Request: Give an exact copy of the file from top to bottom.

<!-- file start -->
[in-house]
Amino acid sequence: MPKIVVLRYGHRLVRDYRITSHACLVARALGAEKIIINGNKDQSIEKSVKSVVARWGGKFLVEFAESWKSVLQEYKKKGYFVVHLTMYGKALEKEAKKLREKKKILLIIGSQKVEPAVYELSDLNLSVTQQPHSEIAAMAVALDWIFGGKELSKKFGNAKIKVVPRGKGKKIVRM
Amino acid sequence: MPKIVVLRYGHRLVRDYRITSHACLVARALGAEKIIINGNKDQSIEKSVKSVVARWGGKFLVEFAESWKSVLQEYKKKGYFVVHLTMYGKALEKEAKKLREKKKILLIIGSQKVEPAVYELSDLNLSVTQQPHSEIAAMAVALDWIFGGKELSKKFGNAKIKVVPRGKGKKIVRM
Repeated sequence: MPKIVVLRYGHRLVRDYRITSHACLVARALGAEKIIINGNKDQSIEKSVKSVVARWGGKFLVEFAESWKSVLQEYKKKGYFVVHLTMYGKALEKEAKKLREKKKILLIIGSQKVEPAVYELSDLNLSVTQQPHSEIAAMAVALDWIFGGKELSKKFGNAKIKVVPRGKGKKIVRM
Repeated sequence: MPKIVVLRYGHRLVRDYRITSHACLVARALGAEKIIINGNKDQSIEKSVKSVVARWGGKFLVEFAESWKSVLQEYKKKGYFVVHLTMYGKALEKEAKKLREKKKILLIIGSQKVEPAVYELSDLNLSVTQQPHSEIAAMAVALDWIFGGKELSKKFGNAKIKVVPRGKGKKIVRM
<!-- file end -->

[in-house]
Amino acid sequence: MPKIVVLRYGHRLVRDYRITSHACLVARALGAEKIIINGNKDQSIEKSVKSVVARWGGKFLVEFAESWKSVLQEYKKKGYFVVHLTMYGKALEKEAKKLREKKKILLIIGSQKVEPAVYELSDLNLSVTQQPHSEIAAMAVALDWIFGGKELSKKFGNAKIKVVPRGKGKKIVRM
Amino acid sequence: MPKIVVLRYGHRLVRDYRITSHACLVARALGAEKIIINGNKDQSIEKSVKSVVARWGGKFLVEFAESWKSVLQEYKKKGYFVVHLTMYGKALEKEAKKLREKKKILLIIGSQKVEPAVYELSDLNLSVTQQPHSEIAAMAVALDWIFGGKELSKKFGNAKIKVVPRGKGKKIVRM
Repeated sequence: MPKIVVLRYGHRLVRDYRITSHACLVARALGAEKIIINGNKDQSIEKSVKSVVARWGGKFLVEFAESWKSVLQEYKKKGYFVVHLTMYGKALEKEAKKLREKKKILLIIGSQKVEPAVYELSDLNLSVTQQPHSEIAAMAVALDWIFGGKELSKKFGNAKIKVVPRGKGKKIVRM
Repeated sequence: MPKIVVLRYGHRLVRDYRITSHACLVARALGAEKIIINGNKDQSIEKSVKSVVARWGGKFLVEFAESWKSVLQEYKKKGYFVVHLTMYGKALEKEAKKLREKKKILLIIGSQKVEPAVYELSDLNLSVTQQPHSEIAAMAVALDWIFGGKELSKKFGNAKIKVVPRGKGKKIVRM